Back to the Starting Line: Texas Court Revives Driver's Lawsuit Against Racetrack
The two cars inch their way to the starting line, each driver's hands trembling on the steering wheel with anticipation. In the next few seconds, they will fly down a straightaway for just over a quarter mile at speeds over 140 mph. The column of lights blinks down from the top. Two reds and a yellow before the green light shines. The light they've been waiting for all day: 3 … 2 …1…
Racing on this "Two-Lane Blacktop," accidents can happen. Indeed, in January, a Texas appellate court reinstated a race car driver's negligence lawsuit against a racetrack operator for injuries sustained in a crash, DQing a lower court's ruling that the racetrack operator was not liable. (Coleman v. Otese Ltd., No. 19-00015 (Tex. App. Jan. 23, 2020)).The appellate court ruled that the racetrack operator failed to prove that the driver had signed an enforceable release or that the track was otherwise clear of liability.
On August 28, 2015, race car driver Tony Coleman ("Coleman") lost control of his vehicle at Texas Raceway at speeds over 100 mph, and his truck careened into a retaining wall at a high speed, resulting in a horrific crash and fire. Coleman suffered severe burns and orthopedic injuries. In January 2017, Coleman sued the owner of the racetrack, Otese Ltd. ("Otese"), asserting claims of negligence and gross negligence for Otese's failure to: adequately clean the track and remove any unsafe track conditions; provide appropriate fire-fighting equipment and trained personnel; provide appropriate medical personnel and equipment; and maintain an adequately designed safety retaining wall (which allegedly had a damaged rail that separated and burst through the truck on impact). In his Complaint, Coleman claimed that the prior race had ended in a crash which, according to Coleman, caused motor oil to spill onto the track. He also alleged that the raceway workers' attempts to clean up the oily fluids were ineffective, leaving the track slick and unsafe, thereby creating the conditions that were the ultimate cause of his accident. Raising a red light, Otese fired off counterarguments, stating that there was insufficient evidence that it had breached any duty to Coleman, that any breach proximately caused Coleman's injuries, or that Otese acted in a grossly negligent way. Moreover, Otese claimed Coleman's claims were barred by the doctrine of waiver, based on Coleman
having signed a technical inspection document or "tech card" before the race that referenced a "K & K Insurance waiver" that is contained in a separate document that purportedly released Otese from any liability for injuries caused by negligence.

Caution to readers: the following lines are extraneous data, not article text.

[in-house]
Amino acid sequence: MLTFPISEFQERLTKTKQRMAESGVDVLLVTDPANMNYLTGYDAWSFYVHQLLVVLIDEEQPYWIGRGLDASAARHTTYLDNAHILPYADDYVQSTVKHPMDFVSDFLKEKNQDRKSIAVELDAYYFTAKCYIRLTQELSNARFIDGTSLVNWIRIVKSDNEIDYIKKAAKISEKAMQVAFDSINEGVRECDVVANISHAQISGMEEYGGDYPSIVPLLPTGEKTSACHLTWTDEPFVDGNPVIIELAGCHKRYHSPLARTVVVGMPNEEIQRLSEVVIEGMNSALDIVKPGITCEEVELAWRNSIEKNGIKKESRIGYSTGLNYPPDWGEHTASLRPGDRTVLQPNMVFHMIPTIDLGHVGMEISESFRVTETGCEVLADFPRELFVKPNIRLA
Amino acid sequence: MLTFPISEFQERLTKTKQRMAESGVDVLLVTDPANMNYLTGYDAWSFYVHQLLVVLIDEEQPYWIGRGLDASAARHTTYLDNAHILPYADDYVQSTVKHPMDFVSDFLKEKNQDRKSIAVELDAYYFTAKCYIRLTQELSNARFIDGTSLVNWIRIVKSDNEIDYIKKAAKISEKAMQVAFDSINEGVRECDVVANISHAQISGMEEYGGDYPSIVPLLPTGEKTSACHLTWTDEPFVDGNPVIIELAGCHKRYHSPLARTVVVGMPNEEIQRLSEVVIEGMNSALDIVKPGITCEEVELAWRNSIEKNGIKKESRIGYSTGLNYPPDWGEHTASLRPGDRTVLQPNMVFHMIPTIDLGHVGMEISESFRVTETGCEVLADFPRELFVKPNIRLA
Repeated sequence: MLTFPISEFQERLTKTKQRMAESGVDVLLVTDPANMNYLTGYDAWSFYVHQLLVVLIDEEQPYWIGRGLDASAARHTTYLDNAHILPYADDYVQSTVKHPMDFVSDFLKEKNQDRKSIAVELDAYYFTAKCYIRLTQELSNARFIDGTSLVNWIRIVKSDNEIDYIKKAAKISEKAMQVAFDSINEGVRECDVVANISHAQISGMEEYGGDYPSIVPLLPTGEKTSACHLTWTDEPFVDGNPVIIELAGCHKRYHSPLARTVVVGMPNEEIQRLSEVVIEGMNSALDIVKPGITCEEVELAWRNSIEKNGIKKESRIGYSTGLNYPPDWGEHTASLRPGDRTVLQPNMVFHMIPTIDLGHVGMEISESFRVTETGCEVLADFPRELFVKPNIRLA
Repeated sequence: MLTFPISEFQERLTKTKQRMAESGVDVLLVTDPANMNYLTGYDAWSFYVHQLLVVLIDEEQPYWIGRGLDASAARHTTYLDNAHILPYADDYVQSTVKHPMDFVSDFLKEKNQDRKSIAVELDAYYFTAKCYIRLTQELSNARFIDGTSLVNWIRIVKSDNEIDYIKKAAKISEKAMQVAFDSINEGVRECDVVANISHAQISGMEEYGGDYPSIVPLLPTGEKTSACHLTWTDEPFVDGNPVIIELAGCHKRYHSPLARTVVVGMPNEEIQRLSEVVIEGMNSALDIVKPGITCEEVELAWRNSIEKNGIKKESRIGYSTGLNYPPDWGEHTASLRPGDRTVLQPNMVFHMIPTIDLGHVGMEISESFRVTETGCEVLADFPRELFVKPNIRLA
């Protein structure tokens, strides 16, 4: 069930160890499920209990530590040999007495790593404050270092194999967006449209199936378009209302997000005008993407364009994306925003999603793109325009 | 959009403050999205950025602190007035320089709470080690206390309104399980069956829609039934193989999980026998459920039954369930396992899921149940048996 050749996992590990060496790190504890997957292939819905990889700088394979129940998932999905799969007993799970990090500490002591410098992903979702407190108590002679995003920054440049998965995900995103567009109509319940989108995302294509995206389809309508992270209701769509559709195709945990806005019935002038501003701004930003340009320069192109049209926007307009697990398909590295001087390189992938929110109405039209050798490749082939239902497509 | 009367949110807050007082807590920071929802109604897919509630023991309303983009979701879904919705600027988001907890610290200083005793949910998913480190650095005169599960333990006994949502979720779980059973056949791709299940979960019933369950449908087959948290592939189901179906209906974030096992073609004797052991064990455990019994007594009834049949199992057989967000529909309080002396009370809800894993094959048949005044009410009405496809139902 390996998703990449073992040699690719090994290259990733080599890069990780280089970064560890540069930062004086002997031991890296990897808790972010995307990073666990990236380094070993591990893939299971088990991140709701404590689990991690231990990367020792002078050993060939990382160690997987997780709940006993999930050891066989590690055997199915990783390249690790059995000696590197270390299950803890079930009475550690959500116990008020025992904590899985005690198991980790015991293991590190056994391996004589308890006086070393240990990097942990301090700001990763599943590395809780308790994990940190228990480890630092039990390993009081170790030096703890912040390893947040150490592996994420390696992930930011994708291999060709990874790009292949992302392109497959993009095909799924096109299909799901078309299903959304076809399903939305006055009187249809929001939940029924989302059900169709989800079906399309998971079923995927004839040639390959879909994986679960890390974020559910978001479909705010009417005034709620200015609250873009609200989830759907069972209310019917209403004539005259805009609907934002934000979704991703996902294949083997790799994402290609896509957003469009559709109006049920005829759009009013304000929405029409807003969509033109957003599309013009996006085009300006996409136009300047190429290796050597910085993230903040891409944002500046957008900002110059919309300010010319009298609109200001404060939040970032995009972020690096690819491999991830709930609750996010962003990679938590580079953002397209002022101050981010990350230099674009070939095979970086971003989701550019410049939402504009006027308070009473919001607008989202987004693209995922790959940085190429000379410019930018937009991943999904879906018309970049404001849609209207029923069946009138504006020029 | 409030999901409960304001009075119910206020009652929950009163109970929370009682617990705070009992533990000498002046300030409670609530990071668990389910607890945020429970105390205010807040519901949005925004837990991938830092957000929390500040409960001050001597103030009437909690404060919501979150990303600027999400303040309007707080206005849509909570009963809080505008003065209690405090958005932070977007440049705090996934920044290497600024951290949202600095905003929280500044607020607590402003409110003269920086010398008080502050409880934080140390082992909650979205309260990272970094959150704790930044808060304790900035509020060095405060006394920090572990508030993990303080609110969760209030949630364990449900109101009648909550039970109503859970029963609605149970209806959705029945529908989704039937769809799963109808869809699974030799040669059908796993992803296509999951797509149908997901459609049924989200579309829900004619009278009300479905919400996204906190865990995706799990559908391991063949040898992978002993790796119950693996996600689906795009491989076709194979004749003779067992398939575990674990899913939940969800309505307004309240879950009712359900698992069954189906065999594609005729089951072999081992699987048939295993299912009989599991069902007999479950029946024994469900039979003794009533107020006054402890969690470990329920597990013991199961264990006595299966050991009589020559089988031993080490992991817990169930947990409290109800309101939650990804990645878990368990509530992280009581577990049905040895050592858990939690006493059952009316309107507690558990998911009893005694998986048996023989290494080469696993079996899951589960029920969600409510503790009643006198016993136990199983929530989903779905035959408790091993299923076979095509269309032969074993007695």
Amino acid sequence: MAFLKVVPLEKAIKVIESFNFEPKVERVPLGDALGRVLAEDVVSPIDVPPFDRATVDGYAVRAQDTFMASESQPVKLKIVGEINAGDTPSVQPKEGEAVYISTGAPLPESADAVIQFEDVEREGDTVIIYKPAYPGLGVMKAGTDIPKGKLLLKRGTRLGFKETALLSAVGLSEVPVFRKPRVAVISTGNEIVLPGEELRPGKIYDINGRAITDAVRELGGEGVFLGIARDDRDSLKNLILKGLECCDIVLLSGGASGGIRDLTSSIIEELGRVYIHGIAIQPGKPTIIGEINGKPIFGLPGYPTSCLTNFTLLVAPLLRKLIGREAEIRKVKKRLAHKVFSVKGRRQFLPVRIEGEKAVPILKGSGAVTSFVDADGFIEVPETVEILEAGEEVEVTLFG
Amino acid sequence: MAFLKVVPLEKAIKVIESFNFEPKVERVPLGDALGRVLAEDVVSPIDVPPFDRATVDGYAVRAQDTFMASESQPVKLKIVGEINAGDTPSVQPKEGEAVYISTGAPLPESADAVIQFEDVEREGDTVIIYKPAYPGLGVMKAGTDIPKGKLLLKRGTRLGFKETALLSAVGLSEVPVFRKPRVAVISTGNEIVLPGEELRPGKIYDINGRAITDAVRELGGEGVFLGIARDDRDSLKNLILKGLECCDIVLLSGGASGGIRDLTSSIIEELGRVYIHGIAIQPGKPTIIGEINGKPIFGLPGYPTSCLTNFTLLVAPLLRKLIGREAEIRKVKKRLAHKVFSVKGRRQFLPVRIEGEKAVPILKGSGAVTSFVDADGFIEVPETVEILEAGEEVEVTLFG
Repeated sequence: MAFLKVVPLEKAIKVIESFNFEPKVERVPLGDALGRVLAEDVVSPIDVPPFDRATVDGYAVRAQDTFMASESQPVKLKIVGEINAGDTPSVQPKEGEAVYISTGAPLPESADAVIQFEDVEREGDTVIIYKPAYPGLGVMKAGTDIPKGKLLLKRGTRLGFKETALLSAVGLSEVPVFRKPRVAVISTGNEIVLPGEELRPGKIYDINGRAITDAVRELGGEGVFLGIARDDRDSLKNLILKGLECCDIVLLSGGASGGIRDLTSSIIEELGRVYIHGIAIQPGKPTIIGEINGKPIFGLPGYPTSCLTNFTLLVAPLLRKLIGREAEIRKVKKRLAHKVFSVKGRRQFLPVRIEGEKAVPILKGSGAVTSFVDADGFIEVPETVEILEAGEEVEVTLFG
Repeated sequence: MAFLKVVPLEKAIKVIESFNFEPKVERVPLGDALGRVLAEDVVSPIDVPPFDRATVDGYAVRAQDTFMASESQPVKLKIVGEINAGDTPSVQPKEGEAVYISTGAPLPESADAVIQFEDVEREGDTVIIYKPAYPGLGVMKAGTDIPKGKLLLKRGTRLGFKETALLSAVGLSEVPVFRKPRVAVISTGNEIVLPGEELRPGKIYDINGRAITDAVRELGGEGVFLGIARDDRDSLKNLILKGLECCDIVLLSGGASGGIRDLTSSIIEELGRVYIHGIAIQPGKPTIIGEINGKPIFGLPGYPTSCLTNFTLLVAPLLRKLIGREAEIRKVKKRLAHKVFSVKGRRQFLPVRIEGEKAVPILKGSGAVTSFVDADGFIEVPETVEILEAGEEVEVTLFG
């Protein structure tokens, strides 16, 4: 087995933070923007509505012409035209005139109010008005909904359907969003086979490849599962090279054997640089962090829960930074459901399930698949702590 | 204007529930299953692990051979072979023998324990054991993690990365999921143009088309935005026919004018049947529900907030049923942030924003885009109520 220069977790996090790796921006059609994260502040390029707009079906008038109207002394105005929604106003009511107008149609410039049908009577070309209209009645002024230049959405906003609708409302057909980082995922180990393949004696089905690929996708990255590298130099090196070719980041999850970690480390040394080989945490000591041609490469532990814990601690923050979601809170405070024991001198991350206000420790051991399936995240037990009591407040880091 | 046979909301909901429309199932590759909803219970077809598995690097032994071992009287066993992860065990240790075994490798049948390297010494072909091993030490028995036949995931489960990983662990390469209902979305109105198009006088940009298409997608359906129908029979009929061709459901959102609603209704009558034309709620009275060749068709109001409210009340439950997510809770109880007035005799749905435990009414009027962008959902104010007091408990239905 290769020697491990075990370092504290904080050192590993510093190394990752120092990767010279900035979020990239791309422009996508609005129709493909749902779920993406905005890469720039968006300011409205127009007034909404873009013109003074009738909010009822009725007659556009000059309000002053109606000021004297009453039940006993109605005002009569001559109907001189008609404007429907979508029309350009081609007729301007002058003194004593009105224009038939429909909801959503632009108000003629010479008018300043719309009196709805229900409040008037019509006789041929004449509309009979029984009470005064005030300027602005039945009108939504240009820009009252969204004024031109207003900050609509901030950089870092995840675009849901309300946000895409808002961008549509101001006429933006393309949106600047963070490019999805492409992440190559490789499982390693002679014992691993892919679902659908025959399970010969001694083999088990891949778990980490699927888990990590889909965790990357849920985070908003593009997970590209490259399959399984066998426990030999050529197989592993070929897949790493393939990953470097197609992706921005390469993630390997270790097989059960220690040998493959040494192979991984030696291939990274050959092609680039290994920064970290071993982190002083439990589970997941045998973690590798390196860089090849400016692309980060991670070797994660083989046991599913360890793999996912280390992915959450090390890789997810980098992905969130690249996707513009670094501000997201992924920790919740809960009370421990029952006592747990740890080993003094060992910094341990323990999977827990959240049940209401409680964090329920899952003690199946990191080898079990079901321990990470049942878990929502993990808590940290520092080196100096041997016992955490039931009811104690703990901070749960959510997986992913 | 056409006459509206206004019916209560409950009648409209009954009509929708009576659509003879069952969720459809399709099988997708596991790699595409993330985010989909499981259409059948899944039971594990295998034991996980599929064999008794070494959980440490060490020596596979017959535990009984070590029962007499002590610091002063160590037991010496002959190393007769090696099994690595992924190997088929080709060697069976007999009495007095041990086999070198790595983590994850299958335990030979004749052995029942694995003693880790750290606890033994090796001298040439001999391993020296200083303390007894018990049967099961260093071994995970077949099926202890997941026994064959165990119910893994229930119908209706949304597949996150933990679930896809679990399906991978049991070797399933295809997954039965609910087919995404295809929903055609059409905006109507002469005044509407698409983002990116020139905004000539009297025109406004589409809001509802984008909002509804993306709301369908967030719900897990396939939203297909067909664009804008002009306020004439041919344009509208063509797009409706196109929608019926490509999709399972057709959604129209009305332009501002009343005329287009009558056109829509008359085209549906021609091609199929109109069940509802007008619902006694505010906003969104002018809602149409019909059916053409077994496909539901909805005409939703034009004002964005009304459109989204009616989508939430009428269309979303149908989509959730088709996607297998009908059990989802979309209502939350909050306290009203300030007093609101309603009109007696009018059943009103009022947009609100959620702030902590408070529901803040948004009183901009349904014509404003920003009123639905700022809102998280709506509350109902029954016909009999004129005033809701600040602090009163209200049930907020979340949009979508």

In December 2018, a Texas District Court (Tarrant County) granted Otese's motion for summary judgment and dismissed the action, prompting Coleman's appeal. While the appellate court affirmed the dismissal of gross negligence claims against Otese, it found material issues of fact surrounding Coleman's negligence claims that warranted the dispute take a U-turn back to the trial court. Coleman's first challenge was whether Otese's waiver was effective and whether Coleman had fair notice that the tech card incorporated the Release. While Coleman acknowledged signing the tech card, he claimed he was not aware that he was signing any release. The court rejected Otese's waiver argument, finding that the tech card did not expressly contain a release and the reference to a "K & K Insurance waiver" on the tech card did not sufficiently incorporate by reference any other document. Moreover, the court held that nothing on the face of the Release form introduced by Otese indicated that it was the same document as a "K & K Insurance waiver." Lastly, the court ruled that Otese failed to establish that Coleman or any crew member with authority signed the Release form on the day of the accident.
Coleman's second contention concerned the prior crash that allegedly released fluids on the track. Otese claimed that the prior accident occurred in a different area of the track, the track was adequately cleaned, and that the oil on the track may in fact have come from a missing fuel cap on Coleman's truck (not to mention that Coleman raced without wearing fire-retardant protective apparel). Coleman pointed to his own testimony, stating that he saw a slipshod clean-up of the earlier accident (e.g., personnel allegedly used a sweeper and then poured cat litter on the track). Coleman also pointed to his expert witness's report, which suggested Otese was negligent in its failure to properly train employees in track safety, and have adequate firefighting gear and functioning safety barriers on site. Alarmingly, when Coleman crashed, the first two fire extinguishers that the raceway workers attempted to use to put out the fire were completely empty while Coleman remained trapped in the wrecked truck. Looking at both sides, the court held that Coleman had raised factual issues as to how the oil got onto the track and whether it was adequately cleaned up, as well as evidence of potential omissions constituting a breach of duty and causation sufficient to allow the case to go forward.
While Otese beat out Coleman by a nose on the gross negligence claim, the court was of the opinion that Coleman's arguments presented enough questions of material fact to overrule the previously entered summary judgment in favor of Otese. With arguments to be renewed at the trial court level, the winner of this race remains to be seen.